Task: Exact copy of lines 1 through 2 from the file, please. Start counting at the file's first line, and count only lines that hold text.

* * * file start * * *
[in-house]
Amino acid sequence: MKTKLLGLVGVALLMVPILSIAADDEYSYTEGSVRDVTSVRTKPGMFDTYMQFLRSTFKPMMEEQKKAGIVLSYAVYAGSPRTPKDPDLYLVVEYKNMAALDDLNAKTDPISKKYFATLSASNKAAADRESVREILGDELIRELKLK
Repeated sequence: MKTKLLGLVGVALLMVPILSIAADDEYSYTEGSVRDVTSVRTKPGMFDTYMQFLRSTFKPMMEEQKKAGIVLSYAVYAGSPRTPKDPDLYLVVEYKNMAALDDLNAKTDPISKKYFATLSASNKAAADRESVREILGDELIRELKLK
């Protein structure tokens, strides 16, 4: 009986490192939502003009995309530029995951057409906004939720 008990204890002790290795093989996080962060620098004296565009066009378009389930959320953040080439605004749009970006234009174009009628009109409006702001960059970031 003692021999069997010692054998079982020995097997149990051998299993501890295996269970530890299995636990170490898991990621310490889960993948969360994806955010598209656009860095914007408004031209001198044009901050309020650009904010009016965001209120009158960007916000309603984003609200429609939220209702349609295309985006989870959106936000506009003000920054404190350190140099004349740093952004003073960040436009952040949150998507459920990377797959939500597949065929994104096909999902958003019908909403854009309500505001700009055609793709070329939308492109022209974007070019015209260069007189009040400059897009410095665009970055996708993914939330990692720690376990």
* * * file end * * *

[in-house]
Amino acid sequence: MKTKLLGLVGVALLMVPILSIAADDEYSYTEGSVRDVTSVRTKPGMFDTYMQFLRSTFKPMMEEQKKAGIVLSYAVYAGSPRTPKDPDLYLVVEYKNMAALDDLNAKTDPISKKYFATLSASNKAAADRESVREILGDELIRELKLK